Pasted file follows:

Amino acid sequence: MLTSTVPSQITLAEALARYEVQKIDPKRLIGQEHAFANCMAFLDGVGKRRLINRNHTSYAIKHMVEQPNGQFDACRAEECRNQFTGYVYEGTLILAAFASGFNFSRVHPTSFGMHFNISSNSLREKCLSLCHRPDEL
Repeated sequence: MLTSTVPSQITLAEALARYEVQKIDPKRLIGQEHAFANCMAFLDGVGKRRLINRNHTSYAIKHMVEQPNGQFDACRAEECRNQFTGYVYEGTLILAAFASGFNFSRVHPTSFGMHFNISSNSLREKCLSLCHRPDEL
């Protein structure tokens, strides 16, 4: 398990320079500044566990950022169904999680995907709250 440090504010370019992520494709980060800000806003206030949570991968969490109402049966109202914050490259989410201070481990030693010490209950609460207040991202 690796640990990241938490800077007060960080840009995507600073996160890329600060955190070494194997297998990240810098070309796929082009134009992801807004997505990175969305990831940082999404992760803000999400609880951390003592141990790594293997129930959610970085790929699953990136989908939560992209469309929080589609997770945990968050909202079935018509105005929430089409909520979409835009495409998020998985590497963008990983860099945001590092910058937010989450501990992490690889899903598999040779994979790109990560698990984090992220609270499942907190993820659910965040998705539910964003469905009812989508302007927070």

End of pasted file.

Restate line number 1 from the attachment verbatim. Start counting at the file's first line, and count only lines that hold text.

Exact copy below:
Amino acid sequence: MLTSTVPSQITLAEALARYEVQKIDPKRLIGQEHAFANCMAFLDGVGKRRLINRNHTSYAIKHMVEQPNGQFDACRAEECRNQFTGYVYEGTLILAAFASGFNFSRVHPTSFGMHFNISSNSLREKCLSLCHRPDEL